1. What does Jordan Spieth’s missed cut in Houston mean for Masters?


After shooting 69-77 in the first two rounds of the Shell Houston Open this week, Jordan Spieth missed the cut and will have an early flight to Augusta National for the Masters. His six bogeys in Round 2 derailed him as he also finished outside the top 100 in approach shots.

This is Spieth’s first missed cut since The Players Championship in May 2016.


But does it matter for next week’s Masters?


There has in recent years been a modest correlation between playing well in the weeks leading up to the Masters and winning the Masters, which is Spieth’s presumed goal. But Spieth has five other top 12 finishes this calendar year, including a win. A single missed cut in Houston doesn’t really set him back as much as some folks will probably tout next week.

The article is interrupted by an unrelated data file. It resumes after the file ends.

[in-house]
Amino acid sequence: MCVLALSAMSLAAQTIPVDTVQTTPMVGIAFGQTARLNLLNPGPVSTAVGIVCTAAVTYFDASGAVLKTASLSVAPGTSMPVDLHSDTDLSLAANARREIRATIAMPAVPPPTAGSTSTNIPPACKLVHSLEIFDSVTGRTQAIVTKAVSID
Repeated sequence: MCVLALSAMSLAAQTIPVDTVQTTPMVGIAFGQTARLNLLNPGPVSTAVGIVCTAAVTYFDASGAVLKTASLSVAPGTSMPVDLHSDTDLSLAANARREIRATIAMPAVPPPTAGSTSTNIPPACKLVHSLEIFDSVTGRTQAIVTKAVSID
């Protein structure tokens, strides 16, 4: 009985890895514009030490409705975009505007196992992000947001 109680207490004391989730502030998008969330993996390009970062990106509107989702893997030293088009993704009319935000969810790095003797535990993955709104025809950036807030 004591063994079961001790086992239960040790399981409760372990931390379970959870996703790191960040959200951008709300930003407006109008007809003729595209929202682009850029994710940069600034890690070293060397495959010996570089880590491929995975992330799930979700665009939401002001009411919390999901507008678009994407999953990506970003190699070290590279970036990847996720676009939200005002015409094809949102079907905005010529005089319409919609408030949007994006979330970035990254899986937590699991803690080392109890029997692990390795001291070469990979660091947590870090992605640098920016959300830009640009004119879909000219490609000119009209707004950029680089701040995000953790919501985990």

Heading into the 2016 Masters, Spieth finished T13 at the Shell Houston Open and went on to infamously finish T2 at Augusta. The year before, he lost in a playoff in Houston and won the Masters. In 2014, he missed the cut at Houston and finished T2 at the Masters.

The common thread here? He’s just really good at Augusta.


“I don’t have two weekends in a row off very often,” Spieth said, who also missed out on the Round of 16 at the WGC-Dell Match Play last week. “Few years ago we missed the cut here and we had a chance to win on Sunday, so I’m not considering myself out of next week.

“I think we know and the other players that are playing next week know that we strike fear in others next week. So that’s our idea, that’s going to be my confidence level going in, and we’ll step on the first tee ready to play.”


The other angle on this is that the weather in Houston at the end of the week is supposed to be a little sketchy. If the tournament spills into Monday, that could affect the preparation of some golfers. Still, Spieth acknowledged that he was upset over the missed cut.